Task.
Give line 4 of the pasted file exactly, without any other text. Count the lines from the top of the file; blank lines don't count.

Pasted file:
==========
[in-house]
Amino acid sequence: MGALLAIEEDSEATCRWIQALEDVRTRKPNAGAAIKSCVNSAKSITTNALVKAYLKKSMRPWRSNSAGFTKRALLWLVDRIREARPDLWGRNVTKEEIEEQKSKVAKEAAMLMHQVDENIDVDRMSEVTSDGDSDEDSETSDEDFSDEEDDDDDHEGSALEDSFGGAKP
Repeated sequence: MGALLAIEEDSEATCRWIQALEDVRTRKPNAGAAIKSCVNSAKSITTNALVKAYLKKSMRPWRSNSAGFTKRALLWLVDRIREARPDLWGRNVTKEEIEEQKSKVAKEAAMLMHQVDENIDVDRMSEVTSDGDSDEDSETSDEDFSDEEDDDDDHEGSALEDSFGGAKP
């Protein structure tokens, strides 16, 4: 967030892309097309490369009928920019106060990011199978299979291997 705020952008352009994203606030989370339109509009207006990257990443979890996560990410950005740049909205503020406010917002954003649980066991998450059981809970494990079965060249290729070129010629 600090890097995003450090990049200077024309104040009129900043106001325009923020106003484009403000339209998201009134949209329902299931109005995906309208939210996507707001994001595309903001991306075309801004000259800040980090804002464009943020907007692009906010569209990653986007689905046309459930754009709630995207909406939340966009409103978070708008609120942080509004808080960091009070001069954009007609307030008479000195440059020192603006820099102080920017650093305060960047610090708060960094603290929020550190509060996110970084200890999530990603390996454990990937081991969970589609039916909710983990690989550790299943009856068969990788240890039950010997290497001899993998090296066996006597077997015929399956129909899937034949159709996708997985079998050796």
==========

């Protein structure tokens, strides 16, 4: 967030892309097309490369009928920019106060990011199978299979291997 705020952008352009994203606030989370339109509009207006990257990443979890996560990410950005740049909205503020406010917002954003649980066991998450059981809970494990079965060249290729070129010629 600090890097995003450090990049200077024309104040009129900043106001325009923020106003484009403000339209998201009134949209329902299931109005995906309208939210996507707001994001595309903001991306075309801004000259800040980090804002464009943020907007692009906010569209990653986007689905046309459930754009709630995207909406939340966009409103978070708008609120942080509004808080960091009070001069954009007609307030008479000195440059020192603006820099102080920017650093305060960047610090708060960094603290929020550190509060996110970084200890999530990603390996454990990937081991969970589609039916909710983990690989550790299943009856068969990788240890039950010997290497001899993998090296066996006597077997015929399956129909899937034949159709996708997985079998050796």